US 6572687 B2
A gas dryer particularly useful for natural gas transmission lines has a sump vessel including a splash plate for intercepting incoming gas, a lower region for collecting water removed from the gas, at least one tower or other vessel for holding desiccant tablets and permitting water to drain into the sump, and partition(s) in the vessel extending into the lower region to permit collected sump water to be in a single body of liquid while the partitions in the upper regions of the vessel direct the gas from one tower or drying vessel to another.
1. Apparatus for drying gas comprising a sump vessel including a gas entrance chamber, at least one central chamber, and a terminal chamber, said chambers being defined by partitions in an upper portion of said sump vessel and extending into a lower portion of said sump vessel but providing a common sump volume in said lower portion, said gas entrance chamber having a tower above it for holding a bed of desiccant tablets, draining liquid therefrom, and guiding gas through said bed of desiccant tablets to said central chamber, said central chamber having a tower above it for holding a bed of desiccant tablets, draining liquid therefrom, and guiding gas through said bed of desiccant tablets to said terminal chamber, said terminal chamber having a tower above it for holding a bed of desiccant tablets, draining liquid therefrom, and guiding said gas to an exit, said partitions having termini extending into said lower portion of said sump vessel to assure the flow of gas sequentially through said towers when sump liquid is at a level above said partition termini, said gas entrance chamber including a splash plate situated directly in the path of gas entering said gas entrance chamber.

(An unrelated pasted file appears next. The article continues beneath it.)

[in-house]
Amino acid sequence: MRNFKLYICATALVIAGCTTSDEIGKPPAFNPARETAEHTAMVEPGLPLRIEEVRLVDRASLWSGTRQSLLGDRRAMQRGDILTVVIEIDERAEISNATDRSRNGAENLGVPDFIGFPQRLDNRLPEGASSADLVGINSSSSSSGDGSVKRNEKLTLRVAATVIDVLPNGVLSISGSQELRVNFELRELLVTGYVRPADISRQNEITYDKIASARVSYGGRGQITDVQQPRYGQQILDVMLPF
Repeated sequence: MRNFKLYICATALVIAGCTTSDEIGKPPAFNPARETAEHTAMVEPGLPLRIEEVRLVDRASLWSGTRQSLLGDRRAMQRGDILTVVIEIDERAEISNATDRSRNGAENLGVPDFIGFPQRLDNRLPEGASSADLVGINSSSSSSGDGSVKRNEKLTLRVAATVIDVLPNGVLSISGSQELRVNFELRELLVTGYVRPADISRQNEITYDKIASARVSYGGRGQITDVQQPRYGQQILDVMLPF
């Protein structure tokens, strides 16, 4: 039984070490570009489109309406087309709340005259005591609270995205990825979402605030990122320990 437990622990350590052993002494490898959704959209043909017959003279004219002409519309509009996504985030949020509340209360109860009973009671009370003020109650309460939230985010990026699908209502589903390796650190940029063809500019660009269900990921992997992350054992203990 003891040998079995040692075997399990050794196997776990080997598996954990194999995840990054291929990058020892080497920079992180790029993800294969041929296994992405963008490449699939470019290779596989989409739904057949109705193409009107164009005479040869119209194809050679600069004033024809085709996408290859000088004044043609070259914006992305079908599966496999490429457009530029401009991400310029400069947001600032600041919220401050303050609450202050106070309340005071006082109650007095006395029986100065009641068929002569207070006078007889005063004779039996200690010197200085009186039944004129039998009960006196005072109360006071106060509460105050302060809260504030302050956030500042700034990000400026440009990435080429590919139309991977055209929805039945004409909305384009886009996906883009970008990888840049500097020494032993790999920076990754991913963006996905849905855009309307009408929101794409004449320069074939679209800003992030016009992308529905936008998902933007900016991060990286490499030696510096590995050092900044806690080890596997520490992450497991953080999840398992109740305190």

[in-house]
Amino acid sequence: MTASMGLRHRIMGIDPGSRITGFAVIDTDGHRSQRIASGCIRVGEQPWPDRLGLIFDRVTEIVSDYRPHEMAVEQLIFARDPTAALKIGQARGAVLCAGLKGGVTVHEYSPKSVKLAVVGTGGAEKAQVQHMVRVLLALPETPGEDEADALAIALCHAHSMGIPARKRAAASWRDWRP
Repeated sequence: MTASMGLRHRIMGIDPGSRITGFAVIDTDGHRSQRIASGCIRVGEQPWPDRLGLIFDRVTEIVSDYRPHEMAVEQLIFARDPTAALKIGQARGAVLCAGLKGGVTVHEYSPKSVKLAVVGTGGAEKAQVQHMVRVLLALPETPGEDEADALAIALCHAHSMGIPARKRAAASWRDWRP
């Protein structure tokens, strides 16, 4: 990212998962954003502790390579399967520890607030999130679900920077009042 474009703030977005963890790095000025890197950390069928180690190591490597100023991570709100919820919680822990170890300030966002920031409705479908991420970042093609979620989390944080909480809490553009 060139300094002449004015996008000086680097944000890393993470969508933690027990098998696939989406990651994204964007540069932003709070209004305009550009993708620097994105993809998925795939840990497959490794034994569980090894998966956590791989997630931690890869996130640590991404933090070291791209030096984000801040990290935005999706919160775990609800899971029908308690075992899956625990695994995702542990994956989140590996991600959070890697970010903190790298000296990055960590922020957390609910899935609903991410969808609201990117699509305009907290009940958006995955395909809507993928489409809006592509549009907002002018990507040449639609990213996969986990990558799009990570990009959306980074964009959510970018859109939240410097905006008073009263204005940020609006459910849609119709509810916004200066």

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This invention relates to gas dryers for use in gas transmission lines and in other contexts where gas is to be dried.
Various types of vessels have been used in the past for drying natural gas in gas transmission lines. See, for example, the illustrations in Thomas U.S. Pat. No. 5,766,309 and Dingfelder U.S. Pat. No. 5,882,383.